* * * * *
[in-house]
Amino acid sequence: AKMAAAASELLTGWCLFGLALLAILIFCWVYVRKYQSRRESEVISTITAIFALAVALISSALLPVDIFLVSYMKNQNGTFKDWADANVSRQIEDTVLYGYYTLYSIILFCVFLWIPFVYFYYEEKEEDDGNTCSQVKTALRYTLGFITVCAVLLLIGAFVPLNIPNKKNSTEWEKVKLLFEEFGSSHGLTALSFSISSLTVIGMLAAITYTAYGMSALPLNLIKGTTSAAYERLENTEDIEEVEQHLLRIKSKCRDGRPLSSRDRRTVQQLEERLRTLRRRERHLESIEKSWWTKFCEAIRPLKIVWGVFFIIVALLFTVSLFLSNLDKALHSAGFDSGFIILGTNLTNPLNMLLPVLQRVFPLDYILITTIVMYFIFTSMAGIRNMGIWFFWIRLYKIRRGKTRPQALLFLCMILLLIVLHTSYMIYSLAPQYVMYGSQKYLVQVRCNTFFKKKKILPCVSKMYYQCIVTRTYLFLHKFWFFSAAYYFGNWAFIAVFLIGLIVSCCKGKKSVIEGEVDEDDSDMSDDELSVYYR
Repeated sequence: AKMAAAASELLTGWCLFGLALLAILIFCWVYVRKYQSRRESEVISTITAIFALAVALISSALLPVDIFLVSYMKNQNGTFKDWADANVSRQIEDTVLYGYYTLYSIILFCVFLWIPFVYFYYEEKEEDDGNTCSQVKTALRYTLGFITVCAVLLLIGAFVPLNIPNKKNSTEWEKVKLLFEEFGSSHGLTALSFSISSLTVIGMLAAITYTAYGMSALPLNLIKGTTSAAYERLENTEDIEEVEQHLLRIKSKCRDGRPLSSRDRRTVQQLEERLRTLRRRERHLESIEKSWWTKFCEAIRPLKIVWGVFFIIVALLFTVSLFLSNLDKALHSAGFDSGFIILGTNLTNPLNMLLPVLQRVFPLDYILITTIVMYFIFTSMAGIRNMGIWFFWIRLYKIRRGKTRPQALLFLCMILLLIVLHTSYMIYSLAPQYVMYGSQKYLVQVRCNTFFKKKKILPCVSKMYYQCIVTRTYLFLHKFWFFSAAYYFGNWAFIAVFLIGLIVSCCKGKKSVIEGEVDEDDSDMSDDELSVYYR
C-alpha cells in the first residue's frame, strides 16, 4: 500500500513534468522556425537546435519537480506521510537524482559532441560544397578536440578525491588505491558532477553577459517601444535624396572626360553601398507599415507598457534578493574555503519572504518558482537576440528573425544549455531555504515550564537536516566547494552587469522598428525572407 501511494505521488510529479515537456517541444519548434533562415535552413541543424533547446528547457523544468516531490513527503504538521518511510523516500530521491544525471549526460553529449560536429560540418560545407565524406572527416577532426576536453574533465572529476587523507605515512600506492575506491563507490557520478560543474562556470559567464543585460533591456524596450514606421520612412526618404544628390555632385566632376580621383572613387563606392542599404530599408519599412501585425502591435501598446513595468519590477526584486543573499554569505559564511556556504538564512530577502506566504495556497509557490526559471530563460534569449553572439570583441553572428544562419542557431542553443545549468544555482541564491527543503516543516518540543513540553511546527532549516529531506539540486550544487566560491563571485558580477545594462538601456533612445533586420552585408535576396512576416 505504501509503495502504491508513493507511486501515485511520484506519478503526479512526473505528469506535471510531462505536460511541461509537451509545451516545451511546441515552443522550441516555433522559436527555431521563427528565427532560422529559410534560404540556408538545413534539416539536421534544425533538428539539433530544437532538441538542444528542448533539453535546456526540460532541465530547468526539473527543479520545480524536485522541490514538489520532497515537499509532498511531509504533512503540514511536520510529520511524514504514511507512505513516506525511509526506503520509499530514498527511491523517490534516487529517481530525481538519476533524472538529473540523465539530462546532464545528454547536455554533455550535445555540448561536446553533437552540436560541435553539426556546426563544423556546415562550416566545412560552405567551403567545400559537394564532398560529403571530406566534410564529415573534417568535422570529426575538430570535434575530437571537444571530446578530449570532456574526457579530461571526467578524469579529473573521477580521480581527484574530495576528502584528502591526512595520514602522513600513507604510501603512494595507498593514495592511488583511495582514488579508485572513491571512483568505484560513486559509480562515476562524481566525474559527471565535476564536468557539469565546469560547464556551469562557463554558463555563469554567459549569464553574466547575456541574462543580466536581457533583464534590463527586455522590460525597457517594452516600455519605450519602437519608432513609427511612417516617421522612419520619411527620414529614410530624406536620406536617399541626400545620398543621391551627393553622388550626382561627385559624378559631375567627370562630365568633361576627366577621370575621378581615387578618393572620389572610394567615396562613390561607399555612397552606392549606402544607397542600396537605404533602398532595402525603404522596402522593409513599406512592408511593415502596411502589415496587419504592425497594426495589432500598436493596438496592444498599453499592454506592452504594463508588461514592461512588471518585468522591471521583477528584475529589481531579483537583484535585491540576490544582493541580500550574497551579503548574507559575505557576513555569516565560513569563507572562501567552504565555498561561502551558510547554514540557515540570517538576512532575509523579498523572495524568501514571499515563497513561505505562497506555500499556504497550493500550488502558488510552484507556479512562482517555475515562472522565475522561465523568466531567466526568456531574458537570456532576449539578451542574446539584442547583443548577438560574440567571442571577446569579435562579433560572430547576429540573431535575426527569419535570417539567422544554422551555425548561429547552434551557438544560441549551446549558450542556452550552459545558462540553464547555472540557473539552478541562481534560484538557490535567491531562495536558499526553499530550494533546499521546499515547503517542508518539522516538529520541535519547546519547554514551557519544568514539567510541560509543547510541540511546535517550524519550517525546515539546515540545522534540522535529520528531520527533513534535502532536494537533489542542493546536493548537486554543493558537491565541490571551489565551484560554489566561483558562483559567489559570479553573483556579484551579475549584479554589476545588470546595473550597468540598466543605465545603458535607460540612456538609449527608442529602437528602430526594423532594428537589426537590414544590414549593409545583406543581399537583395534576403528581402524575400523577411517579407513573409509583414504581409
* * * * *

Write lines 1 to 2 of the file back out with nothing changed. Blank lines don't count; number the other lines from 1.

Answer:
[in-house]
Amino acid sequence: AKMAAAASELLTGWCLFGLALLAILIFCWVYVRKYQSRRESEVISTITAIFALAVALISSALLPVDIFLVSYMKNQNGTFKDWADANVSRQIEDTVLYGYYTLYSIILFCVFLWIPFVYFYYEEKEEDDGNTCSQVKTALRYTLGFITVCAVLLLIGAFVPLNIPNKKNSTEWEKVKLLFEEFGSSHGLTALSFSISSLTVIGMLAAITYTAYGMSALPLNLIKGTTSAAYERLENTEDIEEVEQHLLRIKSKCRDGRPLSSRDRRTVQQLEERLRTLRRRERHLESIEKSWWTKFCEAIRPLKIVWGVFFIIVALLFTVSLFLSNLDKALHSAGFDSGFIILGTNLTNPLNMLLPVLQRVFPLDYILITTIVMYFIFTSMAGIRNMGIWFFWIRLYKIRRGKTRPQALLFLCMILLLIVLHTSYMIYSLAPQYVMYGSQKYLVQVRCNTFFKKKKILPCVSKMYYQCIVTRTYLFLHKFWFFSAAYYFGNWAFIAVFLIGLIVSCCKGKKSVIEGEVDEDDSDMSDDELSVYYR